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Screenshot of my flipped lesson using EduCanon

I recently flipped a faculty meeting about web page creation using EduCanon. I created a 10-minute tutorial using QuickTime player on my Mac which I then imported to iMovie so I could create some transitions and delete some material to make the segment shorter. After uploading the video to YouTube I was able to import my creation to EduCanon. While this process is somewhat time-consuming, it is certainly easier if you use preexisting video. So, if you were going to show a video clip in class, a TED talk, or a Khan Academy tutorial, you can flip that part of your lesson for homework using EduCanon and be sure the video was watched, understood, and hopefully even enjoyed.

More on Student Surveys

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In an earlier blog post, I wrote about how important student surveys can be to teachers and administrators. In this post I would like to show two different ways surveys can be given.

Survey Monkey

imageBree Valvano, an English teacher at Randolph, has frequently used Survey Monkey to poll her students throughout the year. “I used the feedback to help guide my lesson planning,” explains Bree. The site is free and easy to use. In Survey Monkey, you can design your own survey or use a template. Students are then provided a link where they can fill out the survey and Survey Monkey tabulates the results for you.  Here are some screen shots from a survey Bree has given in the past:

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 Google Forms

docs_logoAnother way to collect information is by using Google Forms. If you already use Google Drive to create documents or share files with students or staff, Google Forms might be a convenient way to survey students. Google aForms works very much like Survey Monkey or other popular sites like Socrative and Poll Everywhere. However, like Survey Monkey, I’ve found Google Forms to be much better than these two sites at tabulating data. Results from your survey are presented in easy-to-analyze charts or on a spreadsheet.

Using Survey Monkey or Google Forms makes giving student surveys easy. Both sites have ready-to-use templates and teachers can have a survey up in minutes. Since both survey sites are web based, students can use their own devices to record their answers, making the process 100% paperless. Easy, easy, easy.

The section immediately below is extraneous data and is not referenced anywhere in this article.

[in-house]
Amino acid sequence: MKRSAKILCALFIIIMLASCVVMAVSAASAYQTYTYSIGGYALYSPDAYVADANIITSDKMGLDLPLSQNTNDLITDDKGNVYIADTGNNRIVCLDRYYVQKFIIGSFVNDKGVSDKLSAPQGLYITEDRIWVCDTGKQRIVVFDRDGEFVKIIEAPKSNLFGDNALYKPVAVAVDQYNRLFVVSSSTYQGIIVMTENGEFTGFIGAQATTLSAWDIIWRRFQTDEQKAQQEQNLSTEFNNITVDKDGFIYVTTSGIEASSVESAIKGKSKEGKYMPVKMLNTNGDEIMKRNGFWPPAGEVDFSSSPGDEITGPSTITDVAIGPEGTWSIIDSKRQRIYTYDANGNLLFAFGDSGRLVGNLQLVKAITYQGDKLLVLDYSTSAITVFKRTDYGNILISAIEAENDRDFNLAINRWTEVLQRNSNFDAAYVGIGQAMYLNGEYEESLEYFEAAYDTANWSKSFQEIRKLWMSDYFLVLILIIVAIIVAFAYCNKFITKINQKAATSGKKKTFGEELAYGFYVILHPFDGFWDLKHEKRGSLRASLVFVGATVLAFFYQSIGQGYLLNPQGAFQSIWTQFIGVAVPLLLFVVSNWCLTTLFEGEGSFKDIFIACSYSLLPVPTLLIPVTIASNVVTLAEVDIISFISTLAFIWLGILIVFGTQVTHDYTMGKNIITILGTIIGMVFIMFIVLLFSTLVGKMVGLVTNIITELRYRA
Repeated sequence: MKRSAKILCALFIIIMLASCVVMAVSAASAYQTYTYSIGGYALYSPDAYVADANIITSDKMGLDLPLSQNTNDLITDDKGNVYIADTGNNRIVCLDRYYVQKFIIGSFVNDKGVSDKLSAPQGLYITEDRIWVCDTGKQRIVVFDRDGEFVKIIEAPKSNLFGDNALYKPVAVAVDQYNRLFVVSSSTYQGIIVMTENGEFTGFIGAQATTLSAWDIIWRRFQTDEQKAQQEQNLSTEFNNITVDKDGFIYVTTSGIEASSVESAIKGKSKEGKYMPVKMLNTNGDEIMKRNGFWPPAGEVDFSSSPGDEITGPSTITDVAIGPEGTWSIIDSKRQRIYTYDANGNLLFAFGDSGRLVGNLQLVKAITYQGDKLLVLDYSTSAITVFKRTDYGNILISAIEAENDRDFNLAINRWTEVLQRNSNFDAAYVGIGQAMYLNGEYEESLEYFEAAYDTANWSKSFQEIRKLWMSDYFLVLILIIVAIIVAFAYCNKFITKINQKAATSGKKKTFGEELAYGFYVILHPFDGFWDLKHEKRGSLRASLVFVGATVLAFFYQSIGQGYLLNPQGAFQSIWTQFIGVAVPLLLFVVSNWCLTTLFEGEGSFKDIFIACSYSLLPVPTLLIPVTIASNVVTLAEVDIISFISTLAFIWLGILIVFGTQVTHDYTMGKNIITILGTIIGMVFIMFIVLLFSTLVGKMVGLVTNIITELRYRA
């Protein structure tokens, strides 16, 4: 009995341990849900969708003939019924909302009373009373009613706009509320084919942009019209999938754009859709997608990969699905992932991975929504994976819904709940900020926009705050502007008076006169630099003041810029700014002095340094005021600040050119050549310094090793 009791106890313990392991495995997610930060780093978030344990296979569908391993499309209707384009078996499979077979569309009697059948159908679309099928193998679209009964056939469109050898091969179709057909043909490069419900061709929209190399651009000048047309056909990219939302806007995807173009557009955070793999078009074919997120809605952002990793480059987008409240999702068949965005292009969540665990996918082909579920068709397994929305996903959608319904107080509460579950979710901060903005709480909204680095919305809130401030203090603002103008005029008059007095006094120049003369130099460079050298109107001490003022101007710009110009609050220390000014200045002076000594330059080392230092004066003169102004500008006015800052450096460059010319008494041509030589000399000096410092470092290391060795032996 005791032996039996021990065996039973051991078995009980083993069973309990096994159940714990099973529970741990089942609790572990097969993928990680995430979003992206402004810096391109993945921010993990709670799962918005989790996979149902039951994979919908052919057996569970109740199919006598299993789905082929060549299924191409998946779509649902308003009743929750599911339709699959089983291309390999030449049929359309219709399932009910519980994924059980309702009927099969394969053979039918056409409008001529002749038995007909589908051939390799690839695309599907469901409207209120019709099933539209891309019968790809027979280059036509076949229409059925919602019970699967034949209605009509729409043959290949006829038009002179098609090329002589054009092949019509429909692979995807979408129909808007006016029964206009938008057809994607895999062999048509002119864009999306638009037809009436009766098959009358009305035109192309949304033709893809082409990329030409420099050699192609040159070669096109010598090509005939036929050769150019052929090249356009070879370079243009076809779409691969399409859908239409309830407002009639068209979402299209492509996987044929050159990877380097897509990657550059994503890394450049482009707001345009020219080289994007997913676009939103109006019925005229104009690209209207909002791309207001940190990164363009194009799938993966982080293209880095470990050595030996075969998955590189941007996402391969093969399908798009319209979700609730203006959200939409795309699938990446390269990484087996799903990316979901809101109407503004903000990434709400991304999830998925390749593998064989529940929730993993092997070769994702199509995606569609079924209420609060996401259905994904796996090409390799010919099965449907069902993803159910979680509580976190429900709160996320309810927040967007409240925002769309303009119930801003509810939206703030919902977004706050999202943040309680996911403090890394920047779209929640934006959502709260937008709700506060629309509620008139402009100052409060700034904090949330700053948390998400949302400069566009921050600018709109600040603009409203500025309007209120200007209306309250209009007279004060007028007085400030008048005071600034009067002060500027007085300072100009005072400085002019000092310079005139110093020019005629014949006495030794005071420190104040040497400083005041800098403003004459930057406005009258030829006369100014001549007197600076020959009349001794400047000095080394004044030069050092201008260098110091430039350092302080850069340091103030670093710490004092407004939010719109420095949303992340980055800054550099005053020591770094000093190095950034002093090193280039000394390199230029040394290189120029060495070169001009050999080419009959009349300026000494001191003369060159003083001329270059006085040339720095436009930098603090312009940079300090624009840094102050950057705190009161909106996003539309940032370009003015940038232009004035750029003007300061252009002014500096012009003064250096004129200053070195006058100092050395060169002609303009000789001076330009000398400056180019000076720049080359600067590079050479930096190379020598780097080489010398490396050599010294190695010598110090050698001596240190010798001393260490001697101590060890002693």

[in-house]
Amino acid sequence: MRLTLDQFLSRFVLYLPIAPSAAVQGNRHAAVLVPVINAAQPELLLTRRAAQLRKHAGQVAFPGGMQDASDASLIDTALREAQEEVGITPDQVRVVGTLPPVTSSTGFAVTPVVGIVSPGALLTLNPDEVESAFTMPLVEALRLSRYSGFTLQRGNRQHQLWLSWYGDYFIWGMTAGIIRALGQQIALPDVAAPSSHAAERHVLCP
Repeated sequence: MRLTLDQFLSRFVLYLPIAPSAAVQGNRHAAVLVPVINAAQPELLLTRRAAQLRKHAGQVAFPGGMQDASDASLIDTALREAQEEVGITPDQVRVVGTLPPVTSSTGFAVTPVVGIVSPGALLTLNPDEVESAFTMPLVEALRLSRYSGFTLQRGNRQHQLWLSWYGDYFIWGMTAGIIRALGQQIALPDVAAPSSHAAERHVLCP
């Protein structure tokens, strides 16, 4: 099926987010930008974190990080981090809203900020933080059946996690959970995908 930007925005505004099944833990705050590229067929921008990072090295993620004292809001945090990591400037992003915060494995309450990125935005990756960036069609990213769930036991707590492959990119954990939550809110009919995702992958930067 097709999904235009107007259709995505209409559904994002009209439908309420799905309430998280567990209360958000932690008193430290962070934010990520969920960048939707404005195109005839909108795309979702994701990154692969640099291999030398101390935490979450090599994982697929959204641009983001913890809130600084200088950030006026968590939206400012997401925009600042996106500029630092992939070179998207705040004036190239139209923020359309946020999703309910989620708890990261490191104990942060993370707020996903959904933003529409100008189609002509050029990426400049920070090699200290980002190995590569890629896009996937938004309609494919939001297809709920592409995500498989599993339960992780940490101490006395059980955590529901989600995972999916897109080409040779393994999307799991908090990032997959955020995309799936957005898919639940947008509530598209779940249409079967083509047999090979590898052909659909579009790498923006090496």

On Student Surveys

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As the calendar rolls into February and second semesters begin throughout the country, it can be useful to think about implementing student surveys in your classes.

Larry Ferlazzo, an ESL teacher and Learning Network contributor, polls his students every semester and finds the feedback he receives invaluable. “I’ve found that receiving feedback from my students about the class and my teaching style has helped me become a better educator,” writes Larry on his blog where he has compiled a host of resources to guide teachers through the survey process. Larry’s blog has everything from the form he uses with his students to his reflections from surveys he’s given to students in the past.

Like Larry, I’ve found that surveying students and faculty can be rewarding and helps ainform what I do. In fact, reading Larry’s blog is the reason I started to use student surveys. In the past, I’ve used multiple-choice surveys for students based on the Stronge evaluation model, and also short narrative forms that can be used with greater frequency for staff feedback. (Hard copies of Stronge survey forms can be found here on pages 55-62.)

If you’re thinking about surveying your students, here are my top five recommendations for making the process a smooth one:

  1. Keep the surveys anonymous to encourage honesty.
  2. Be sure to inform your students or colleagues about why you value their opinion before they fill it out.
  3. Don’t make the form too long; 5-10 minutes to complete the form should suffice.
  4. Don’t dwell on the outliers–good or bad.
  5. Use the results to inform your practice. What does the data say you can improve about your classes, department or school right away?

bSo, if you’ve never surveyed your students before, consider trying it out–it can be tremendously worthwhile.